To teach the periodic table effectively you must make sure your students have the proper background information to begin learning about it, and also make your lesson an interesting exploration of the tool they will use most often during the rest of the year. The traditional memorization approach to teaching the periodic table is often the least effective method because it doesn’t help students relate the concept of organization within the periodic table to atomic structure. This will decrease their overall understanding of both subjects. There may be some memorization work involved, but the more you can offset that with interesting and challenging inquiry-type activities, the more the kids will stay engaged and actually learn the material.
By the time your students have reached eleventh grade they have, hopefully, been exposed to the periodic table at least once or twice in previous science classes. A simple pre-assessment to determine if your students know the difference between atomic mass and atomic number on the squares of the periodic table will give you a good idea of where you need to start. If they can’t already read the squares on the periodic table, have them pick an element and re-create the square from the periodic on one side of a large index card and research some properties of the element and write those on the other side. This activity is a good hands-on way to teach them how to read the squares on the periodic table and you can use the cards later to illustrate how families of elements share properties by using the cards to build a periodic table in the classroom and having the kids investigate the properties of each element family.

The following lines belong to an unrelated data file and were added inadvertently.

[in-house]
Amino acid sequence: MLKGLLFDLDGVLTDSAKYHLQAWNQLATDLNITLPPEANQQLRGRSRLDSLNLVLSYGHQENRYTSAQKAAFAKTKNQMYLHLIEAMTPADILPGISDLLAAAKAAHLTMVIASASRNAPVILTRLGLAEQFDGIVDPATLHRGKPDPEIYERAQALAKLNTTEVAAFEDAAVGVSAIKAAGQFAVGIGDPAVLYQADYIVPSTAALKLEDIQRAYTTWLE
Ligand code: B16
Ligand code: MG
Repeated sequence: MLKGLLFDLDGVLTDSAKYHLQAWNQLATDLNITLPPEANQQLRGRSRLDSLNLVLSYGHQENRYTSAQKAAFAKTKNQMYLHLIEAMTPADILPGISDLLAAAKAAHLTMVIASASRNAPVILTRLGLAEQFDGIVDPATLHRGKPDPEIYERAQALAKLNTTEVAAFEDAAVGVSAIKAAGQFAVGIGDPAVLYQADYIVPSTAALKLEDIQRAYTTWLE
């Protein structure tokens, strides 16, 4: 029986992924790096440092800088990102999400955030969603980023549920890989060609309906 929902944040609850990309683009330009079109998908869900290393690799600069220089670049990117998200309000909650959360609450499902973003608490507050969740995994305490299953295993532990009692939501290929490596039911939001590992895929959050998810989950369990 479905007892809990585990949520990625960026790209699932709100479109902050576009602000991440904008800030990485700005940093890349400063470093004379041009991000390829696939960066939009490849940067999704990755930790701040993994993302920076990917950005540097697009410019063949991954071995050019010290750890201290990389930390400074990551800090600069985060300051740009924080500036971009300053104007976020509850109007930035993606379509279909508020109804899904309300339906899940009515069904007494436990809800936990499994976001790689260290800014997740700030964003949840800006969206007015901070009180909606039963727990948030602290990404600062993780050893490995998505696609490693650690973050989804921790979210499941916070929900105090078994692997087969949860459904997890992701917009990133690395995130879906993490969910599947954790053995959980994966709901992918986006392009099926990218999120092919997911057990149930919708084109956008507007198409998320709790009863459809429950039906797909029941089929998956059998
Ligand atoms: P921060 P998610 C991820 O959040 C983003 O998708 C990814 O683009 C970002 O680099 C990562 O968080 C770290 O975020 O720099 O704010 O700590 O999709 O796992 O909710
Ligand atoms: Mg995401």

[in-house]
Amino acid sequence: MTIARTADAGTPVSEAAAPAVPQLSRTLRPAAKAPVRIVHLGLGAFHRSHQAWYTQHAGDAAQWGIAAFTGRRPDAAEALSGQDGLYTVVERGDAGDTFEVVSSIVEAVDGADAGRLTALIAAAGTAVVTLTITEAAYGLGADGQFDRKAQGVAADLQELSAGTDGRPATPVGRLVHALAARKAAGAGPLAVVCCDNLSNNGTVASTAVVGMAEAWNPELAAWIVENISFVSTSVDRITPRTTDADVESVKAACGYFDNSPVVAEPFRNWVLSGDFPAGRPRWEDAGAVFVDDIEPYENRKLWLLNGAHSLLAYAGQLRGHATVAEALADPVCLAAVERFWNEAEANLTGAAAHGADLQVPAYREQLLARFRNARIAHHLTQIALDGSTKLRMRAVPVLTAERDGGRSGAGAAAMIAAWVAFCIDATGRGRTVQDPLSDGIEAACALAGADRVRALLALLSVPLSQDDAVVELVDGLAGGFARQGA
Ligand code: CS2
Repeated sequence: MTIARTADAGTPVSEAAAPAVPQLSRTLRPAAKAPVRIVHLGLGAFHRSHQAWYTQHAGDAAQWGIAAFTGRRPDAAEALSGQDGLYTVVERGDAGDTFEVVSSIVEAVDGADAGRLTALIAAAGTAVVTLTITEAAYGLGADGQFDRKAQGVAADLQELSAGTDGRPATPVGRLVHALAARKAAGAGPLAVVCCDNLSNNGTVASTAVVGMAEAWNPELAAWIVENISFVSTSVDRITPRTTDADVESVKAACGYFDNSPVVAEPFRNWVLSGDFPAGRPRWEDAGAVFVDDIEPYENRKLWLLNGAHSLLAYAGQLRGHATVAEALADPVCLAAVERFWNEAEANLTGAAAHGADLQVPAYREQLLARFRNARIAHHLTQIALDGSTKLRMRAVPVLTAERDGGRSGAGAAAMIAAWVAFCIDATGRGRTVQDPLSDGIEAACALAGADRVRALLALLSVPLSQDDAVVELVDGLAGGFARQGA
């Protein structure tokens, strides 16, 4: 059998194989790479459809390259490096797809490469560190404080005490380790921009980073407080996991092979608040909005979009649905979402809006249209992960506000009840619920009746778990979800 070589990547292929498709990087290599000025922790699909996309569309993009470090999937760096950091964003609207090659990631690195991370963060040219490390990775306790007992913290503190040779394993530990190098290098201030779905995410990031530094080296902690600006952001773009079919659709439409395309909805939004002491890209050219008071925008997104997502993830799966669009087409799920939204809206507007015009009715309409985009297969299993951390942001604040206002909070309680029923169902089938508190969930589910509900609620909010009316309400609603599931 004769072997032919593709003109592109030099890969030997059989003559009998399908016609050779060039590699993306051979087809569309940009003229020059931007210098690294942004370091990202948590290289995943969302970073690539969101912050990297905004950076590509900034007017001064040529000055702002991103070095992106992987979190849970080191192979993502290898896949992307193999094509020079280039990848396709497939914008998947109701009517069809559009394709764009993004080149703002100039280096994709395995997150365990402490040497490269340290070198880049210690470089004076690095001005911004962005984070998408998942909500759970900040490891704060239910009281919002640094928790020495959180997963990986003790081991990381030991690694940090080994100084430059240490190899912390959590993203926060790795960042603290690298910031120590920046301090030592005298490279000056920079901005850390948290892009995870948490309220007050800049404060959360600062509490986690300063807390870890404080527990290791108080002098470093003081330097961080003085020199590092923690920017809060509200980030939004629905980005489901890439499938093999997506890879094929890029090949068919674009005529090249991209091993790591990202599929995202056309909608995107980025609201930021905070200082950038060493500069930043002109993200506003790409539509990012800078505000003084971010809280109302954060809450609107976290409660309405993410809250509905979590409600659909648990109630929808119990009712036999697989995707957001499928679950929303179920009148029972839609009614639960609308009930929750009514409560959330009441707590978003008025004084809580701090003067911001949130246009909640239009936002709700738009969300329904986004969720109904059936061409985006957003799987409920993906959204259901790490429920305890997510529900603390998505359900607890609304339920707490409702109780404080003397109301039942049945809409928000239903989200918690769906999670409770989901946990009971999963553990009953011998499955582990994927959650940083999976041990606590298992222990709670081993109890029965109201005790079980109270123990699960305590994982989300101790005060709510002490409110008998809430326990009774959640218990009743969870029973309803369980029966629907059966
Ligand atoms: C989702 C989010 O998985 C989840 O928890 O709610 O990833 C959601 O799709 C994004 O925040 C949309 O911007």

Once they can read the squares, it is time to teach them about how the periodic table is organized. A great lab activity for this topic can be found in chapter five of Ian Guch’s incredible book 24 Lessons That Rocked the World (his entire website is an incredible resource for high-quality, free chemistry teacher resources). In this activity students are given a set of random objects and asked to organize them according to one property (i.e. color, shape, etc.). Then they build a periodic table for their objects and present it to the class. This lesson plan involves using an inquiry activity to help students learn about the periodic table by exploration rather than rote memorization. Using an inquiry-type activity like this to teach students about the different ways the periodic table is organized will relate this information to some of the key concepts about atomic structure they have already learned, whereas a strictly lecture approach generally leads to students simply memorizing the pattern of organization in the periodic table.